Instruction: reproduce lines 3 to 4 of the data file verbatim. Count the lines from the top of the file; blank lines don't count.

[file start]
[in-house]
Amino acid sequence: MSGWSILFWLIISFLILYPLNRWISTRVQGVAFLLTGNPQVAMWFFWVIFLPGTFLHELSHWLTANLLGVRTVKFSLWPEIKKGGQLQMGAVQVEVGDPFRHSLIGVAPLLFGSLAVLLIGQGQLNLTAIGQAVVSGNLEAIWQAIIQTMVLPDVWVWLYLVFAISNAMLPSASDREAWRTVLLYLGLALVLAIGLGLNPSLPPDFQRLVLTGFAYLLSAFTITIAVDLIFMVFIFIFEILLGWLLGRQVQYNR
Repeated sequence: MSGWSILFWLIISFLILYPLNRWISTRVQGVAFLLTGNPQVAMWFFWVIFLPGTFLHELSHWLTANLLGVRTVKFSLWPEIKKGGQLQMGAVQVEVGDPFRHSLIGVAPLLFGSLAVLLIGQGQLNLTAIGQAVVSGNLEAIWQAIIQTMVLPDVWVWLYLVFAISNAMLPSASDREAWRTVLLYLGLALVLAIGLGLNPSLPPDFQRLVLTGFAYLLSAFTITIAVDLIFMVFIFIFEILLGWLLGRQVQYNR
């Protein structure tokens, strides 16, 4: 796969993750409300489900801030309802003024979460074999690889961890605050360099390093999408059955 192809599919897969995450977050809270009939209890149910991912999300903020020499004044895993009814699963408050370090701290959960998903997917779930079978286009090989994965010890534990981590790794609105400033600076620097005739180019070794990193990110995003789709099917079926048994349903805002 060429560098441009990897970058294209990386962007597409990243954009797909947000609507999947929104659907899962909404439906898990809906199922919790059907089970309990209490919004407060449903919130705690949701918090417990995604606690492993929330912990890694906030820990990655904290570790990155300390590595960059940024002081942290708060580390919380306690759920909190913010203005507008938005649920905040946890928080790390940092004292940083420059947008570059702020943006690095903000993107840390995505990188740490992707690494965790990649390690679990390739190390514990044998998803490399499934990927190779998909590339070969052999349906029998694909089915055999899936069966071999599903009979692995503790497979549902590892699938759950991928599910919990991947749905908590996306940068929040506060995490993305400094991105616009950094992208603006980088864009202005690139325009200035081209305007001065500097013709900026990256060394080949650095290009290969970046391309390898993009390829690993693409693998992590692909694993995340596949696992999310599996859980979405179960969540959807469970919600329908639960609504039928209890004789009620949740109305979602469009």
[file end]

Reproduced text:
Repeated sequence: MSGWSILFWLIISFLILYPLNRWISTRVQGVAFLLTGNPQVAMWFFWVIFLPGTFLHELSHWLTANLLGVRTVKFSLWPEIKKGGQLQMGAVQVEVGDPFRHSLIGVAPLLFGSLAVLLIGQGQLNLTAIGQAVVSGNLEAIWQAIIQTMVLPDVWVWLYLVFAISNAMLPSASDREAWRTVLLYLGLALVLAIGLGLNPSLPPDFQRLVLTGFAYLLSAFTITIAVDLIFMVFIFIFEILLGWLLGRQVQYNR
């Protein structure tokens, strides 16, 4: 796969993750409300489900801030309802003024979460074999690889961890605050360099390093999408059955 192809599919897969995450977050809270009939209890149910991912999300903020020499004044895993009814699963408050370090701290959960998903997917779930079978286009090989994965010890534990981590790794609105400033600076620097005739180019070794990193990110995003789709099917079926048994349903805002 060429560098441009990897970058294209990386962007597409990243954009797909947000609507999947929104659907899962909404439906898990809906199922919790059907089970309990209490919004407060449903919130705690949701918090417990995604606690492993929330912990890694906030820990990655904290570790990155300390590595960059940024002081942290708060580390919380306690759920909190913010203005507008938005649920905040946890928080790390940092004292940083420059947008570059702020943006690095903000993107840390995505990188740490992707690494965790990649390690679990390739190390514990044998998803490399499934990927190779998909590339070969052999349906029998694909089915055999899936069966071999599903009979692995503790497979549902590892699938759950991928599910919990991947749905908590996306940068929040506060995490993305400094991105616009950094992208603006980088864009202005690139325009200035081209305007001065500097013709900026990256060394080949650095290009290969970046391309390898993009390829690993693409693998992590692909694993995340596949696992999310599996859980979405179960969540959807469970919600329908639960609504039928209890004789009620949740109305979602469009």